Posted 24th March 2010 at 1:09 pm | Permalink
  6. sometimes it’s good to just switch off entirely from the digital world and revel in fantastic conversations with wonderful people of the world.

    the best times i’ve ever had with friends did not involve taking a photo of how great a time we are having every 5 seconds or tweeting constantly about it or anything remotely similar.

    of course, if people are unable to go without anything for a
    period of time (what ever it may be) could be an early indication of addiction or dependency.

    the use of the phrase “normal people” to s describe those who are not tuned in to the world of social media made me smile….


    Posted 24th March 2010 at 10:27 pm | Permalink
  7. Hi Will – enjoyed reading this (in fact the first time I’ve popped over to read your thoughts, I’ll be back..)

    From our perspective as a lead generation agency I’d still say that the interest in social media from prospects we are targeting is firmly still rising – a few months left yet until any expectation bubble bursts while marketers look into what’s possible/potential ROI’s etc..

    I agree that the Gartner Hype Cycle is likely to pan out – just that from the (albeit simple!) perspective of a business development company this is a wave that has certainly not reached its peak yet.


    Posted 25th March 2010 at 7:52 am | Permalink
  8. James

    I think that your age might have something to do with this as well. Try going on the same holiday with a bunch of younger people and you’ll find that they are Facebooking each day. Updating their status, adding photos daily and more…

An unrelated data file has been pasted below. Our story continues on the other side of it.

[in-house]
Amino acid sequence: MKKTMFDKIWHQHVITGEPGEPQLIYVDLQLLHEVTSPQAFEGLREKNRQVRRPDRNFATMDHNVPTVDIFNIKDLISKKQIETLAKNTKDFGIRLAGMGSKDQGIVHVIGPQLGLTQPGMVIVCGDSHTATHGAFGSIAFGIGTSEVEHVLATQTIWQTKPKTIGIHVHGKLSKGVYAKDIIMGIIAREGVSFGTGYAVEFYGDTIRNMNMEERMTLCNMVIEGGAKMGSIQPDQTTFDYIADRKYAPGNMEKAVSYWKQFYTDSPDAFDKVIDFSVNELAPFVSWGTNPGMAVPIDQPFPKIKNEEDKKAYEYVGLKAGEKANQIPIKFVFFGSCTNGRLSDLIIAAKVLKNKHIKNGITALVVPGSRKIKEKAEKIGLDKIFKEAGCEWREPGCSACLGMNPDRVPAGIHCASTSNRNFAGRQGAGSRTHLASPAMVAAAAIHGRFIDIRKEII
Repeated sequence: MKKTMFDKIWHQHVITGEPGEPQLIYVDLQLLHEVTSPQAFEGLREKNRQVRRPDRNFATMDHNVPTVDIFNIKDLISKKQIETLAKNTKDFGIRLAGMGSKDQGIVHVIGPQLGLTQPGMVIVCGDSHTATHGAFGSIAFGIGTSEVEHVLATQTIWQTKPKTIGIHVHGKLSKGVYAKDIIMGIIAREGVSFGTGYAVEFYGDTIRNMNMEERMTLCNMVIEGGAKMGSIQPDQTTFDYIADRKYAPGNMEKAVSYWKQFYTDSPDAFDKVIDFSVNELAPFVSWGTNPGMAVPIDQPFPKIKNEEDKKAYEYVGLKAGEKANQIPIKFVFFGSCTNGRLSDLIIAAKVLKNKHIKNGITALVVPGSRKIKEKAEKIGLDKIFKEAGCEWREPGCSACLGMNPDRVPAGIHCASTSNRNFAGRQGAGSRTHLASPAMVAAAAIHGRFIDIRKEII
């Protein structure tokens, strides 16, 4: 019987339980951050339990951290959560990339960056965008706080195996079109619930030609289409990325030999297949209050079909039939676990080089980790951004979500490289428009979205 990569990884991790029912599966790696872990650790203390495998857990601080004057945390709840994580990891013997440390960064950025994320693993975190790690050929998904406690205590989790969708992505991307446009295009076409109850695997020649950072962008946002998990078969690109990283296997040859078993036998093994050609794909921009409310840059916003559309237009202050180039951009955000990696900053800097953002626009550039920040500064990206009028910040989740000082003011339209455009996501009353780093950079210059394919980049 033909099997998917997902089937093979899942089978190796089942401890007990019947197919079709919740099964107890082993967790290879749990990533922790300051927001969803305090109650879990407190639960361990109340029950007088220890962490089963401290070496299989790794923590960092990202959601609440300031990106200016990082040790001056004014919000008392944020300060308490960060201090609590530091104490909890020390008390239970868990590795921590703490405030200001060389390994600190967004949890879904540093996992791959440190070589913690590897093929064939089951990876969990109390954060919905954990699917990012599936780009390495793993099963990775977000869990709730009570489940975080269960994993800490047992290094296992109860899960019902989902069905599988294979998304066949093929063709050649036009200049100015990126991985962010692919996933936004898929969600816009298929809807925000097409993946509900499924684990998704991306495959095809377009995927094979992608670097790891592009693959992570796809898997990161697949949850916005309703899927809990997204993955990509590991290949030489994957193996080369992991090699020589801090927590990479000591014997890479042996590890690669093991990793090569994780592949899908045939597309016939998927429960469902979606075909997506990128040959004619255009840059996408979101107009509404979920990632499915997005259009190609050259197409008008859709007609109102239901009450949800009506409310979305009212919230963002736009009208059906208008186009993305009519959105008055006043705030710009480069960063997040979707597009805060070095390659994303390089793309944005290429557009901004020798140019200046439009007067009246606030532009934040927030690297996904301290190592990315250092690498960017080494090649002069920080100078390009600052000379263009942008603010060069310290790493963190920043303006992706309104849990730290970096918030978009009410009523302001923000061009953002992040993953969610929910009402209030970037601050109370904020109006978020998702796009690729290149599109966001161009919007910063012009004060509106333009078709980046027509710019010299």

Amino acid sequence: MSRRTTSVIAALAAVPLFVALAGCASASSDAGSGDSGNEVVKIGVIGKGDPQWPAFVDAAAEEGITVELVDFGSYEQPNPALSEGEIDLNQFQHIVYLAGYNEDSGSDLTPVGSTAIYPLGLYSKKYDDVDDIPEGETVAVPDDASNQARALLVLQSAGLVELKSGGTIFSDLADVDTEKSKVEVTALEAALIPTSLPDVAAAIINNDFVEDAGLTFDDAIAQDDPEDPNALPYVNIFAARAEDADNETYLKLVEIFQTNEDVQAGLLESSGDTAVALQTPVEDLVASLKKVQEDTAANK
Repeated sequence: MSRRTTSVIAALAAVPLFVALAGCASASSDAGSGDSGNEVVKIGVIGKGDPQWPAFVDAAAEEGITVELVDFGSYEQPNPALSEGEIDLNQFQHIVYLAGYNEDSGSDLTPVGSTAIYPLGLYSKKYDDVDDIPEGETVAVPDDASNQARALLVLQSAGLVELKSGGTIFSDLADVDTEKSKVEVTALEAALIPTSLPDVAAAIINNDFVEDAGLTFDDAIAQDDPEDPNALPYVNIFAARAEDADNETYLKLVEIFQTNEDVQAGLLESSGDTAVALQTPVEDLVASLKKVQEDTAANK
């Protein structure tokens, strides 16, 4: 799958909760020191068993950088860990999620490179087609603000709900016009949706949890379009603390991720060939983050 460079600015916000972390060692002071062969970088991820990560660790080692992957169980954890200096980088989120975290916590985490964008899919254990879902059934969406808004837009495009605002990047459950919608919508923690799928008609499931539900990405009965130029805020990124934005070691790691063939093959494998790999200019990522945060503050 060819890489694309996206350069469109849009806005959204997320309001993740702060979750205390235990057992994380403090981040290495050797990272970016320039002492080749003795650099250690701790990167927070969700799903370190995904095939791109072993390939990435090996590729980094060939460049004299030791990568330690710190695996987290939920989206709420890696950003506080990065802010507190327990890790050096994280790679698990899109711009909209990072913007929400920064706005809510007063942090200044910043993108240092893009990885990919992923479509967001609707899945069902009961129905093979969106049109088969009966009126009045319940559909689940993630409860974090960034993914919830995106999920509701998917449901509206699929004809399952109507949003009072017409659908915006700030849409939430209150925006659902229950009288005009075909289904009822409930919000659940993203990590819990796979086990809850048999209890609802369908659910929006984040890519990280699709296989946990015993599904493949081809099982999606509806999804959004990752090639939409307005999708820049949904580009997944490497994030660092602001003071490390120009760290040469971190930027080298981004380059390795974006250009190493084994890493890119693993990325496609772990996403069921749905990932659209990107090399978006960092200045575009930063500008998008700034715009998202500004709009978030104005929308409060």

Posted 25th March 2010 at 11:29 am | Permalink
  9. Hi James, thanks for chipping in. You’re right, and all of the research I’ve seen backs that up.

    Posted 25th March 2010 at 3:05 pm | Permalink
  10. Fundementally, social media is a persuasion tool, to effectively weild a tool you need a realistic understanding of its parameters.

    Some say social media is a communication tool or a networking tool. But as a marketer I am only interested in using social media as a tool to influence thinking of target groups on behalf of my clients.

    If you step back from the technology you can clearly see the connection between cave paintings and twitter.

    It’s not the technology that we should hype, but what it can do and how it can change things. It’s the power of what social media can change, not it’s reach, which is why we shouldn’t be surpised that the “normal” people don’t use it.

    Like I said at SASCON, people who use Twitter are not normal. and people who use digg are abnormal ;)

    Posted 29th April 2010 at 9:53 pm | Permalink